“In God we trust. All others must bring data.”
― W. Edwards Deming, statistician
So, you have estimated a bunch of forecasting models and realize (kudos to you!) that they are “all wrong” (ala George Box).
But your forecasting deadline is looming, and you need to find some useful models on which to base a forecast.
How do you decide which models make it to the next round?
Model building process
First, let’s review the forecast model build process:
Step 1: Determine what is the business need;
Step 2: Collect and examine your data; clean and adjust (e.g. frequency change) as necessary;
Step 3: Determine your forecast horizon (i.e. align with the business need);
Step 4: Determine and set aside your holdout sample;
Step 5: Estimate models using the non-holdout portion of your time series (i.e. the “modeling sample”);
Step 6: Gauge each model’s performance in the holdout sample;
Step 7: Recalibrate each model using the full historical sample;
Step 8: Make your forecast for the forecast horizon.
At the end of this process, you should have a few models that “pass muster,” that are potentially useful models.
But how do you whittle down all the models you tried to this select few?
Guidelines for selecting useful models
Here are some guidelines we follow:
Statistically Significant Parameters – Although one can argue that it is the prediction that matters, we still like to see model coefficients that are statistically significant with signs that can be explained. You may be asked to defend your model.
White Noise Residuals – When you estimate your model using the modeling sample, the residuals (difference between the actual and predicted values in the modeling sample) should have no apparent pattern to them. That is, there is no additional variation in the time series that can be explained by your model. What is left over is random or “white” noise.
Strong Holdout Sample Performance – Your model should produce low forecast error and exhibit low systematic bias in the holdout sample.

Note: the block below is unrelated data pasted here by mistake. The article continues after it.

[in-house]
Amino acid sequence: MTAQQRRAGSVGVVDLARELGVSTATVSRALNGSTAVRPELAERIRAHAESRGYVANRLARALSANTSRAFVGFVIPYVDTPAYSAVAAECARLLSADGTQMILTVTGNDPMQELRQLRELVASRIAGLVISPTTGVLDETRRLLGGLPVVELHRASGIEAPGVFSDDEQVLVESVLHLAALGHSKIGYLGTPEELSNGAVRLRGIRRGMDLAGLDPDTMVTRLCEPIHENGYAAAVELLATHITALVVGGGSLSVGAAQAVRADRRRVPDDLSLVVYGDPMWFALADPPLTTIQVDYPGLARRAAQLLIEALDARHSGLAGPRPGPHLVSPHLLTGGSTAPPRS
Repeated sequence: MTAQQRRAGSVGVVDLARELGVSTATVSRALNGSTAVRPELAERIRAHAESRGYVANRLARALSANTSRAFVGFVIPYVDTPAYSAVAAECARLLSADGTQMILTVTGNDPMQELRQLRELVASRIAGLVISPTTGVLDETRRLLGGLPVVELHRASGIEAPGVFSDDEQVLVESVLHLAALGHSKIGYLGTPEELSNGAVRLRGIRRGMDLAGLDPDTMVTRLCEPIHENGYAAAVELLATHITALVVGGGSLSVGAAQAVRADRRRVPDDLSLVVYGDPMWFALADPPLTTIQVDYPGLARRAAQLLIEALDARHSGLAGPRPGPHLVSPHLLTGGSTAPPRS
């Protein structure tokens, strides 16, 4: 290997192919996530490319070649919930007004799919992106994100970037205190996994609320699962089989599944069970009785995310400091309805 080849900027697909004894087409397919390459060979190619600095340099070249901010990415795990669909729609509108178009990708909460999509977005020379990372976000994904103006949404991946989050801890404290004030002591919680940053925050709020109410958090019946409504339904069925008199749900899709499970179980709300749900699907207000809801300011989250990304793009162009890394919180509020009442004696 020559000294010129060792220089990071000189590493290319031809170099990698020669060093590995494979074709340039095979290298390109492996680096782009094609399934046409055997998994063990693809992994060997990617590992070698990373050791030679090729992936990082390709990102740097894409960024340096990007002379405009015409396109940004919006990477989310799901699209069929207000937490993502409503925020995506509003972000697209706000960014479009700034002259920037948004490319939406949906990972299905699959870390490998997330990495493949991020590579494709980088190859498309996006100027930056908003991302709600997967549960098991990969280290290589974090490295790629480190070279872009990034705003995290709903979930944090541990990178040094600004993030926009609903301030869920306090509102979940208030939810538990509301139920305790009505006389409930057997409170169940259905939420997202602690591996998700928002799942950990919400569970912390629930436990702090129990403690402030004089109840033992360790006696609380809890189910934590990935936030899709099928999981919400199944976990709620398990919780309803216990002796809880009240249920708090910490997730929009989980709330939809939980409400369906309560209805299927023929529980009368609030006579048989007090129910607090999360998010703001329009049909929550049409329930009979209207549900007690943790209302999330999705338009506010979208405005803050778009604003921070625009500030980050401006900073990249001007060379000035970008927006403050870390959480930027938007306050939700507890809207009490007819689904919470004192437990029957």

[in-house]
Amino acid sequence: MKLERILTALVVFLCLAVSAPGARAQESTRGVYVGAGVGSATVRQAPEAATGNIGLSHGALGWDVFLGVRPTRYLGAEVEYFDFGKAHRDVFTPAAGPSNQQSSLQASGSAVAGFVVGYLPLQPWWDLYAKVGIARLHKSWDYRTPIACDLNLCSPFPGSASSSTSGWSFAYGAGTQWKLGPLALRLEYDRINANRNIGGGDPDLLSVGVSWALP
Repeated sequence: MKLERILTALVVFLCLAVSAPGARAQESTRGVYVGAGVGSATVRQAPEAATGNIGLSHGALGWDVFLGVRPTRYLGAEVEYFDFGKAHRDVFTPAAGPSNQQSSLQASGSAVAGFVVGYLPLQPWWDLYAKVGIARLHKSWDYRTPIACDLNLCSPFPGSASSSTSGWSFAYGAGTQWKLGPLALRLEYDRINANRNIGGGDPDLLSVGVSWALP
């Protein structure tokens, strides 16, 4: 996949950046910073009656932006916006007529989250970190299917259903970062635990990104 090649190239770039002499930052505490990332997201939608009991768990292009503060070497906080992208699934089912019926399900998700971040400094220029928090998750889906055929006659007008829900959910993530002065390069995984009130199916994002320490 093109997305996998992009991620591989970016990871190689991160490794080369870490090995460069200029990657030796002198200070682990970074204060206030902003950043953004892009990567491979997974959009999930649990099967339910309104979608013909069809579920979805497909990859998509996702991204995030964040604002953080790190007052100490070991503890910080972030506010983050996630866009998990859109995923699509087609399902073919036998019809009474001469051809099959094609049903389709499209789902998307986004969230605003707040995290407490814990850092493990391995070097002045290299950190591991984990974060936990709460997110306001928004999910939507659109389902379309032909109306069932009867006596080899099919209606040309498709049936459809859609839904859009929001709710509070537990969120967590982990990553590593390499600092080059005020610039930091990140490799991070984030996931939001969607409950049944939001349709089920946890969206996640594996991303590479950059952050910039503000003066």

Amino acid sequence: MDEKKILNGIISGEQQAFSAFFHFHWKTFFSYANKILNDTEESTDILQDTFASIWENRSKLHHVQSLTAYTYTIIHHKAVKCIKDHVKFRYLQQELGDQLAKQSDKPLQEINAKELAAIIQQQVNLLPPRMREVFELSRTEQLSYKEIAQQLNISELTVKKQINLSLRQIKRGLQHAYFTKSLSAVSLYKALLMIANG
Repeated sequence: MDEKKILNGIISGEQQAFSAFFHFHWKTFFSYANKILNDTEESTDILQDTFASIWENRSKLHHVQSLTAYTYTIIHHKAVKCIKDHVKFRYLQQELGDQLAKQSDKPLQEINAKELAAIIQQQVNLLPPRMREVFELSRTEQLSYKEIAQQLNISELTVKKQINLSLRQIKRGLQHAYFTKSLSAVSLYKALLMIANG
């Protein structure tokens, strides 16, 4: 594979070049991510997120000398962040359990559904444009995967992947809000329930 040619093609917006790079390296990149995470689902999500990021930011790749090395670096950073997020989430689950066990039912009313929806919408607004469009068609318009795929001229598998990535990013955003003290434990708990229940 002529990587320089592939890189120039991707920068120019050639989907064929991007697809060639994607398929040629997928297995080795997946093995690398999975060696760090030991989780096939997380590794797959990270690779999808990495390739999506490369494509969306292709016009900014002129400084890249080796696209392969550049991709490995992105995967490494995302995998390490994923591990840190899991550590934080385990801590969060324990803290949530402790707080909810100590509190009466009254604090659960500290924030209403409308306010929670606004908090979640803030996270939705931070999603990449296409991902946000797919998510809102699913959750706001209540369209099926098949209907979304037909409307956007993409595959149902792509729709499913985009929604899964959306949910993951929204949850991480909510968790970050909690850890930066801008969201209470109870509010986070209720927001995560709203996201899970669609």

Robustness – When you recalibrate your model using the entire historical sample (modeling + holdout sample), your model should retain its statistical properties. That is, parameters are still significant with plausible signs and the residuals are still white noise.
Parsimony – If two models are equal in all performance respects except one is more complex than the other, we generally opt for the simpler model. Experience suggests that simpler models perform better when forecasting over the forecast horizon. And they are easier to interpret and explain to business decision makers.
Forecast Plausibility – The forecast produced by your model over the forecast horizon should be consistent with the available knowledge concerning the relevant business environment. In other words, the forecast needs to make sense. It is possible, following the steps above, to arrive at a high performing model which produces a counter intuitive forecast (e.g. declining SALES when the trend in SALES has been nothing but up).
At the end of this model building and testing process, you may have more than 1 model that can be used to generate your forecast. In a later article we will address what you can do in this situation.
The art of forecasting
Our experience is consistent with the opinion of others that there is still quite a bit of “art” to time series forecasting. Especially if you want it to meet a specific business need. Automated forecast routines exist. But we recommend that the process be closely supervised by a human to ensure a reasonable forecast.